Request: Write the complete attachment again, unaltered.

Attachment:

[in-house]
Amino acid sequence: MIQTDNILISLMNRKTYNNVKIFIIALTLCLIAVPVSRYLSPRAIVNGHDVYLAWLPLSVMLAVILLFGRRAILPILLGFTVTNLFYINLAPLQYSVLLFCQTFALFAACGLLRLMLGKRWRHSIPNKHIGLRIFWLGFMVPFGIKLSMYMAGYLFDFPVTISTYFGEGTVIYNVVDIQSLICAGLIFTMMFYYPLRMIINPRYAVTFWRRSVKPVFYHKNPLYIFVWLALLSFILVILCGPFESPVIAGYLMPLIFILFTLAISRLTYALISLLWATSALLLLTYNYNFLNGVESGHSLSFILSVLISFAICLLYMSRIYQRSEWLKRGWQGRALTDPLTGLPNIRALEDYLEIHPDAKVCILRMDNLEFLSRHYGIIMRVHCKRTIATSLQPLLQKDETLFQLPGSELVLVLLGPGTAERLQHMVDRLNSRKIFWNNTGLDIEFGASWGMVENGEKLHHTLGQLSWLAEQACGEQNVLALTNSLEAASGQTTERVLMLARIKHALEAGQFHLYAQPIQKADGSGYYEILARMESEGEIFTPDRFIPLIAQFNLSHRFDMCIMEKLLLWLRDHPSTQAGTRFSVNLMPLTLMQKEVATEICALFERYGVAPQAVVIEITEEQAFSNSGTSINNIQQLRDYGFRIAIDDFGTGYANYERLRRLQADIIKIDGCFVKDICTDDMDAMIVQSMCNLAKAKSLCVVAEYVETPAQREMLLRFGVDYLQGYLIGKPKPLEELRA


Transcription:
[in-house]
Amino acid sequence: MIQTDNILISLMNRKTYNNVKIFIIALTLCLIAVPVSRYLSPRAIVNGHDVYLAWLPLSVMLAVILLFGRRAILPILLGFTVTNLFYINLAPLQYSVLLFCQTFALFAACGLLRLMLGKRWRHSIPNKHIGLRIFWLGFMVPFGIKLSMYMAGYLFDFPVTISTYFGEGTVIYNVVDIQSLICAGLIFTMMFYYPLRMIINPRYAVTFWRRSVKPVFYHKNPLYIFVWLALLSFILVILCGPFESPVIAGYLMPLIFILFTLAISRLTYALISLLWATSALLLLTYNYNFLNGVESGHSLSFILSVLISFAICLLYMSRIYQRSEWLKRGWQGRALTDPLTGLPNIRALEDYLEIHPDAKVCILRMDNLEFLSRHYGIIMRVHCKRTIATSLQPLLQKDETLFQLPGSELVLVLLGPGTAERLQHMVDRLNSRKIFWNNTGLDIEFGASWGMVENGEKLHHTLGQLSWLAEQACGEQNVLALTNSLEAASGQTTERVLMLARIKHALEAGQFHLYAQPIQKADGSGYYEILARMESEGEIFTPDRFIPLIAQFNLSHRFDMCIMEKLLLWLRDHPSTQAGTRFSVNLMPLTLMQKEVATEICALFERYGVAPQAVVIEITEEQAFSNSGTSINNIQQLRDYGFRIAIDDFGTGYANYERLRRLQADIIKIDGCFVKDICTDDMDAMIVQSMCNLAKAKSLCVVAEYVETPAQREMLLRFGVDYLQGYLIGKPKPLEELRA